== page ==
Leveraging IODP Samples, Data and Education/Outreach Resources in Support of a Course-Based Undergraduate Research Experience (CURE): Benefits and Challenges

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Per the PCAST Report (2012), course-based undergraduate research experiences can bring a high-impact STEM educational practice to large numbers of students. However, the logistics and costs of developing and maintaining such experiences have limited broader adoption (e.g., NRC 2015). As part of an NSF-funded effort to assess and disseminate the use of remotely operable research instrumentation in geoscience courses, we have used samples and acquired datasets from IODP Expedition 352 as the basis for a course-based project examining the magmatic evolution of boninite lavas from Sites U1439C and U1442A.

USF undergraduates in GLY 3311C: Mineralogy/Petrology/Geochemistry, were introduced to Expedition 352 and its findings through readings from the 352 Preliminary and Expedition reports. Polished thin sections of thirty Exp. 352 samples acquired from the Kochi Core Repository were prepared for the course. Students conducted handsample and thin section petrography as part of a course term project, culminating with mineral chemistry analysis using the JEOL 8900R Superprobe of the Florida Center for Analytical Electron Microscopy at FIU via remote operation technologies, with all data collected as part of regular in-class activities. Course exercises and labs were tailored to the specifics of the project (e.g., emphasizing ultramafic and mafic igneous rocks and their primary and secondary mineralogies), and the course field trip was to the Gulf Coast Core Repository in TX to examine additional cores and learn more about the history of IODP.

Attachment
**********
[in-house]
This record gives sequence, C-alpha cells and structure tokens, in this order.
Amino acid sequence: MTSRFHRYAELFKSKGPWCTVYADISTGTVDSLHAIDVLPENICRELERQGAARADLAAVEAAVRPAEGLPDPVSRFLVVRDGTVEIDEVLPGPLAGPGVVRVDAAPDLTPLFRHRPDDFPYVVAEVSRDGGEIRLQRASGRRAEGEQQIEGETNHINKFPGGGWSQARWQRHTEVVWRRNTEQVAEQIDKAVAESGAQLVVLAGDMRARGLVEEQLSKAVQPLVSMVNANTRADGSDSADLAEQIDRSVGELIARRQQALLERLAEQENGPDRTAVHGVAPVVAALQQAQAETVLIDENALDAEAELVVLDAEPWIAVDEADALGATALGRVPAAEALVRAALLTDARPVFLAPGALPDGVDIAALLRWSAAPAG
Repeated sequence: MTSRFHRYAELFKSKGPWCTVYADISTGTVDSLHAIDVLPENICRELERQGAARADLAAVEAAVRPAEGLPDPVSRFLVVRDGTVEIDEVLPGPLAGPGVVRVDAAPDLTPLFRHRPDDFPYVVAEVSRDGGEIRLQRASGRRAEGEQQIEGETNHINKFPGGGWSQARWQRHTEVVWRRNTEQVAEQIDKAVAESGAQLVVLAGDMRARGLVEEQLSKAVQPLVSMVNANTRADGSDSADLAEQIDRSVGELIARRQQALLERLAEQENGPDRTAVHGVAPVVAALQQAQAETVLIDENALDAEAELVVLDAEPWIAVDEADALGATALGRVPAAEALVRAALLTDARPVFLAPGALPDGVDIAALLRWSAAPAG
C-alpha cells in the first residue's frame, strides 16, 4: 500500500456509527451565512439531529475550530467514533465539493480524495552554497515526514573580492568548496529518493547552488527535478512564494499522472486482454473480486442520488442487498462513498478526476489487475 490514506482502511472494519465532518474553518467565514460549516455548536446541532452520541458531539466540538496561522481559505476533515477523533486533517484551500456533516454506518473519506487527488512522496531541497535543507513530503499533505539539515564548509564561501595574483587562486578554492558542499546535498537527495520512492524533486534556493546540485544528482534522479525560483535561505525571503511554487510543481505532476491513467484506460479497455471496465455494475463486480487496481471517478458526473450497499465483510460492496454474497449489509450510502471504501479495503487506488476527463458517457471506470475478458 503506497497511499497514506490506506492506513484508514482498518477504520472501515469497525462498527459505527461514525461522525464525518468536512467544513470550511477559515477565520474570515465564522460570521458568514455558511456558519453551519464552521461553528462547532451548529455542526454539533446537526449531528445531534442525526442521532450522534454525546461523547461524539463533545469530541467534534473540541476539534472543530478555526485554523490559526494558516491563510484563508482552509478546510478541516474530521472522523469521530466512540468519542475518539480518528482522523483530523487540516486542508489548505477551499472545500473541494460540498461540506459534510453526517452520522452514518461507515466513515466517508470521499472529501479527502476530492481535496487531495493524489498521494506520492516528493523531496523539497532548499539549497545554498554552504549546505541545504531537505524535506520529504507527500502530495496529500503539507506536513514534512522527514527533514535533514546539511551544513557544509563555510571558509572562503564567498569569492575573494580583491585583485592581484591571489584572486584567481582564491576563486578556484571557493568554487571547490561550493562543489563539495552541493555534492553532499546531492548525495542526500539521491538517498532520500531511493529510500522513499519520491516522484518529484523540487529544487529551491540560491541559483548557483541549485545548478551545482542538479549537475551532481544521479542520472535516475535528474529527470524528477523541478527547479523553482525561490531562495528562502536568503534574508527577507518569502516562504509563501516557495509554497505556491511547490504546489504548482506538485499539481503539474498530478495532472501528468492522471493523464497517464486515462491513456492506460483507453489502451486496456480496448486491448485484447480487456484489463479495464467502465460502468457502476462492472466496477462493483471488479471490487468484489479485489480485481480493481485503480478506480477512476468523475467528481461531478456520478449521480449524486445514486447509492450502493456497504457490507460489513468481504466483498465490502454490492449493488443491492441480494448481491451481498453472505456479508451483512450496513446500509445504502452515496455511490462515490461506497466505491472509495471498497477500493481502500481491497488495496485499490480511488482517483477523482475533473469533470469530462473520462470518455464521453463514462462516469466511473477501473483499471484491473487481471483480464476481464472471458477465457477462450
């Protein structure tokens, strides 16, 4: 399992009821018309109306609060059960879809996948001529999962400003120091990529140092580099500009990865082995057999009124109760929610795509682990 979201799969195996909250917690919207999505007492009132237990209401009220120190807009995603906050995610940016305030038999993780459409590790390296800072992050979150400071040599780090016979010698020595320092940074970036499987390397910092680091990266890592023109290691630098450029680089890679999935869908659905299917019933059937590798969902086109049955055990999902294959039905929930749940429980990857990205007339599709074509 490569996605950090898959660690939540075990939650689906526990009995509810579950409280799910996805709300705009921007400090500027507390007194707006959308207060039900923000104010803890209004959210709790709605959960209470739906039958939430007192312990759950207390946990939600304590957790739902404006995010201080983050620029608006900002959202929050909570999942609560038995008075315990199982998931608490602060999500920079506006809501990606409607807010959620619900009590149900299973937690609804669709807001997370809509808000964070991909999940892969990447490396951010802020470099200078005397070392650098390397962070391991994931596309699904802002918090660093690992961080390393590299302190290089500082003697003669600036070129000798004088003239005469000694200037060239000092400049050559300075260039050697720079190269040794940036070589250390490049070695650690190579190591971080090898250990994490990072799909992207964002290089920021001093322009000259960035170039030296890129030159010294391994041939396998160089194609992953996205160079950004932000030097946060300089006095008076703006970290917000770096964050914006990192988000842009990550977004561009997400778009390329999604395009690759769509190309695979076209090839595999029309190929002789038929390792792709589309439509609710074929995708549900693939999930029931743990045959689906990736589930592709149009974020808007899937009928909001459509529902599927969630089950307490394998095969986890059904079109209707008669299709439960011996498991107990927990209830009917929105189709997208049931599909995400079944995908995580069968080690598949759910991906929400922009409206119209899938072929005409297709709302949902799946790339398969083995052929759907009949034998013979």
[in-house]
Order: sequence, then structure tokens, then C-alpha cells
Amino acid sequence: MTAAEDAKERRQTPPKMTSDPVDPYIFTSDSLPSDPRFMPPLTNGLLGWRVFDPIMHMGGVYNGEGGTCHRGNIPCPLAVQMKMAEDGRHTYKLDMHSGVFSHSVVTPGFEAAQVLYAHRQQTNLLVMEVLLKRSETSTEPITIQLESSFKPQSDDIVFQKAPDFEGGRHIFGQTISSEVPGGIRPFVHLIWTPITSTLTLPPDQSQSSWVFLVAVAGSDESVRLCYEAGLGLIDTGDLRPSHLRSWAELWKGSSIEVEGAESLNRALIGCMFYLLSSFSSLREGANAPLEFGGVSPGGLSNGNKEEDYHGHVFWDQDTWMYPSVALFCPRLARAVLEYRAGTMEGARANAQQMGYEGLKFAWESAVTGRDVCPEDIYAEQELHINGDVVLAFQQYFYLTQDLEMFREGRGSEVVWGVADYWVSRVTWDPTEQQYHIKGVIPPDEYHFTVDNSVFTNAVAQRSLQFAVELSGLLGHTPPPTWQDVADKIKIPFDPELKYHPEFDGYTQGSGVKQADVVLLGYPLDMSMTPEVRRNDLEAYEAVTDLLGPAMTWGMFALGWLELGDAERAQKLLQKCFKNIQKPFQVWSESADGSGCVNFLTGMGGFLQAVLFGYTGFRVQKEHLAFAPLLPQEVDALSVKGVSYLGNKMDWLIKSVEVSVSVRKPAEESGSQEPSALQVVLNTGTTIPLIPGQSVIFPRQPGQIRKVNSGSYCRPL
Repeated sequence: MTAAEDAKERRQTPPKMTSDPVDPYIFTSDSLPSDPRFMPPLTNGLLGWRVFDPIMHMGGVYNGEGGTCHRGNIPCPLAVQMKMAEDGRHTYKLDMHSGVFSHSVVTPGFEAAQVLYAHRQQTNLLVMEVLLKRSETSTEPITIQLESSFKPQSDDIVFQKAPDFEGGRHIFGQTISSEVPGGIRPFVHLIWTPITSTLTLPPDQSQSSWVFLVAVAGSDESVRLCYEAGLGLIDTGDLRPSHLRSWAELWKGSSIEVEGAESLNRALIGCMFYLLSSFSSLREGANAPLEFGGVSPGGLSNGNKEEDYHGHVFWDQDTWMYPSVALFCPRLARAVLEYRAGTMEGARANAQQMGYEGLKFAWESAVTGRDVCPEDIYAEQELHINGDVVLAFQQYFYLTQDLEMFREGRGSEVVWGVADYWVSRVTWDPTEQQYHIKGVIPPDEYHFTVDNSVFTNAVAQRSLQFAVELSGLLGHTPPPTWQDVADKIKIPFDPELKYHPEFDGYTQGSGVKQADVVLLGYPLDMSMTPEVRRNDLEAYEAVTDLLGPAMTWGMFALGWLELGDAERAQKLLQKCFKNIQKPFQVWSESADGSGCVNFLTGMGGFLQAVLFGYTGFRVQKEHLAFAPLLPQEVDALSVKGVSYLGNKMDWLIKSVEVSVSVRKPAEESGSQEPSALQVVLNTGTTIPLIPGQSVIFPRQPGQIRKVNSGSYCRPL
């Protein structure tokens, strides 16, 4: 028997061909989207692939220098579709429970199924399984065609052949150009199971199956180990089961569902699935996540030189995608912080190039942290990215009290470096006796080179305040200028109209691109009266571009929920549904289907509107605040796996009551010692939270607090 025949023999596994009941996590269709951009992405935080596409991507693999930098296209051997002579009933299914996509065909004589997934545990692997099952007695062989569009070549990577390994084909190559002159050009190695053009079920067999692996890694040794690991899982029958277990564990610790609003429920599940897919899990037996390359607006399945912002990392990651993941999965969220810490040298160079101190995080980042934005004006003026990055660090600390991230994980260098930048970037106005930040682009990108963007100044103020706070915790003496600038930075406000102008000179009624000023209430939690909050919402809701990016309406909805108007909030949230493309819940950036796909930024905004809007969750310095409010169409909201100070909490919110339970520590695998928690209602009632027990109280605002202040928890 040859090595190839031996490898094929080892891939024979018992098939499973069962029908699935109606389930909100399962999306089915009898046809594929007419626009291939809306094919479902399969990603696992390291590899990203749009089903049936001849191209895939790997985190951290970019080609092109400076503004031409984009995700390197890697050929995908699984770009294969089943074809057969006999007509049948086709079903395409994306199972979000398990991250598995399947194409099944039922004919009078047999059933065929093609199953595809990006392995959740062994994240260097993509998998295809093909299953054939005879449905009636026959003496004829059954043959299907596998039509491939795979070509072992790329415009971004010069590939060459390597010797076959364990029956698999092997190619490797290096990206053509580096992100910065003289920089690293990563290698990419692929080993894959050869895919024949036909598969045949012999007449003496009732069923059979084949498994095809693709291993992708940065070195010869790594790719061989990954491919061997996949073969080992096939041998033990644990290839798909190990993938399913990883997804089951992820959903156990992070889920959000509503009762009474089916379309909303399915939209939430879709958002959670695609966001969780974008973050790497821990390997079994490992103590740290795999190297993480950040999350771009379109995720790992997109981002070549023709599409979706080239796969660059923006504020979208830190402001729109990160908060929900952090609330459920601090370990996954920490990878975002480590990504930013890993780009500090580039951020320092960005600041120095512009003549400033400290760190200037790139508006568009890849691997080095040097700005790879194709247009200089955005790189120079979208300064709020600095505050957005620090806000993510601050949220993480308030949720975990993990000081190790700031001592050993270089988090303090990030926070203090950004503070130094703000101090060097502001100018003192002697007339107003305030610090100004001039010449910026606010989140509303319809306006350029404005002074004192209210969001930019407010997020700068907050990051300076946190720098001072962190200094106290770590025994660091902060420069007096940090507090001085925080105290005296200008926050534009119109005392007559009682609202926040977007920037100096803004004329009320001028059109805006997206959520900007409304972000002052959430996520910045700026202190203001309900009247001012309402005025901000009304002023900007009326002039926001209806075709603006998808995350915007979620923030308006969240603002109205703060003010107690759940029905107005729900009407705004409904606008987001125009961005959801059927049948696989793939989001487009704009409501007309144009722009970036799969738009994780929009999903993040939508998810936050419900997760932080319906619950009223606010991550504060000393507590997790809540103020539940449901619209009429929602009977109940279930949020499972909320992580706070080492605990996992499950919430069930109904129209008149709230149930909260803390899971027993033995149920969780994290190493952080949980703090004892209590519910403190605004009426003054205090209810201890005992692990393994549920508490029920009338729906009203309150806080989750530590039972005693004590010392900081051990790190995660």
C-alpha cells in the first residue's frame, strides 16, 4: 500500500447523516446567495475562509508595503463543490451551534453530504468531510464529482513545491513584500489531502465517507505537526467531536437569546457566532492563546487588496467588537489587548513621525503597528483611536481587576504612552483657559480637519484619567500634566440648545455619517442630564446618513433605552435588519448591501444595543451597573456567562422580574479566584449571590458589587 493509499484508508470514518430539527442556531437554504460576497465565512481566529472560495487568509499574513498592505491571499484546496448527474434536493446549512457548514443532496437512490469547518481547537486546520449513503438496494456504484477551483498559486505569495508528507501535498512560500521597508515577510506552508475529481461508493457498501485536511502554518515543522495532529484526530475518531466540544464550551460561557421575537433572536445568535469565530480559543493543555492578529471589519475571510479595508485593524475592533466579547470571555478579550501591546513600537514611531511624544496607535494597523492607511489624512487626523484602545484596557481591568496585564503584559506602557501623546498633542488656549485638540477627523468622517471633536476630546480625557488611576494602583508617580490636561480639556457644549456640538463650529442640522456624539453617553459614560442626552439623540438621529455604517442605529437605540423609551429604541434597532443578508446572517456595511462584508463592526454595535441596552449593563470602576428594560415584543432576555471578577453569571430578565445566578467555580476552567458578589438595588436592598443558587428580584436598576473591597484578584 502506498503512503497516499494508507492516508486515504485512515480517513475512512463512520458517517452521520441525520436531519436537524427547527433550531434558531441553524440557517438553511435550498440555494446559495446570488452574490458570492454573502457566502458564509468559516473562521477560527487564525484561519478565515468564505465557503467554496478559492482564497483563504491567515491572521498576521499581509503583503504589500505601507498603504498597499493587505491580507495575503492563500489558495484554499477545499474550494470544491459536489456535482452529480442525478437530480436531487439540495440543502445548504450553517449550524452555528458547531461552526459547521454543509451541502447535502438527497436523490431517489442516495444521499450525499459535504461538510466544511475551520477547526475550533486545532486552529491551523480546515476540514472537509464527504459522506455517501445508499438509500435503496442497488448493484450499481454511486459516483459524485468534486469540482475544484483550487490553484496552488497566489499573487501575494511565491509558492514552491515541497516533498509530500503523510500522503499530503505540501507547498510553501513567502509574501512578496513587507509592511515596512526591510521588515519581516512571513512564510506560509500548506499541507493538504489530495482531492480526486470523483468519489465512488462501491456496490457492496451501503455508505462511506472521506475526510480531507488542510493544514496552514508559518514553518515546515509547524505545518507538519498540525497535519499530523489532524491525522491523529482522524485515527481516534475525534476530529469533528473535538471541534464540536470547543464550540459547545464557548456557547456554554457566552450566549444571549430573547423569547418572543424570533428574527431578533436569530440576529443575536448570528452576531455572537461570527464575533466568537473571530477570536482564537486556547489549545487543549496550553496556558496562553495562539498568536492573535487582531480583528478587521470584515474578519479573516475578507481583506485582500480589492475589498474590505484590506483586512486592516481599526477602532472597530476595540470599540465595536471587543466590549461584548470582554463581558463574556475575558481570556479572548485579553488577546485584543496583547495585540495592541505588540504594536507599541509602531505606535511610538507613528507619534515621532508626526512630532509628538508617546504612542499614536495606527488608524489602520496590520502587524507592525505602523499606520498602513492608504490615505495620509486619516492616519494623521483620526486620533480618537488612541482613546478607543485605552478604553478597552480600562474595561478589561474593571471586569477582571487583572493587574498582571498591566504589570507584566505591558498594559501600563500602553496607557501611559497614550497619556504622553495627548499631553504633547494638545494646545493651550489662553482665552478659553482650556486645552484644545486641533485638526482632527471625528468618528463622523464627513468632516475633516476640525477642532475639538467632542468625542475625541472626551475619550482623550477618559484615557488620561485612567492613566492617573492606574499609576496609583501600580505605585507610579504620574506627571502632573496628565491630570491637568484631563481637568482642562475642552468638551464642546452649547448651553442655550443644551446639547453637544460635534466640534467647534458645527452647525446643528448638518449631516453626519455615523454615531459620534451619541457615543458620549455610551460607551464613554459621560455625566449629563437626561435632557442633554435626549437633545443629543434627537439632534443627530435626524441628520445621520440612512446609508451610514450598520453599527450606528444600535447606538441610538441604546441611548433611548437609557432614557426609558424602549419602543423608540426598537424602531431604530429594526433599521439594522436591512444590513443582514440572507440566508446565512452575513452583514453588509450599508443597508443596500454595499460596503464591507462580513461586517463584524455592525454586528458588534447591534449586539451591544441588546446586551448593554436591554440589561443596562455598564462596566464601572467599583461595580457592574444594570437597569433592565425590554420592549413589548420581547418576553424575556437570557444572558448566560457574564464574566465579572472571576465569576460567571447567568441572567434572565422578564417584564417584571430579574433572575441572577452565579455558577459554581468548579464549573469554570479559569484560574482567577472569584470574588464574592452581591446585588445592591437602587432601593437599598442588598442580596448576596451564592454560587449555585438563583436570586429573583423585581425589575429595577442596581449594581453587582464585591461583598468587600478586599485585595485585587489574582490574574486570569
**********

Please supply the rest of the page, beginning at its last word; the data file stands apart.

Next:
As compared to past years, which focused on rocks collected by students in the southern Blue Ridge mountains, the specifics of the course were different, but the same key topics (rock-forming minerals, phase equilibria) were covered during the term. Students did not prepare their own thin sections as in past years, but benefited from having high-quality polished sections and more time to examine them, which afforded greater practice in petrography. Overall course expenses were similar to past years, as the cost of polished sections was offset by lower field costs. The extensive IODP data repository for Exp. 352 and related cruises was a unique benefit that provided a foundation for student classroom investigations, which has spawned a number of post-course student projects.

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Geological Society of America Abstracts with Programs, v. 49, issue 2, no. 39-4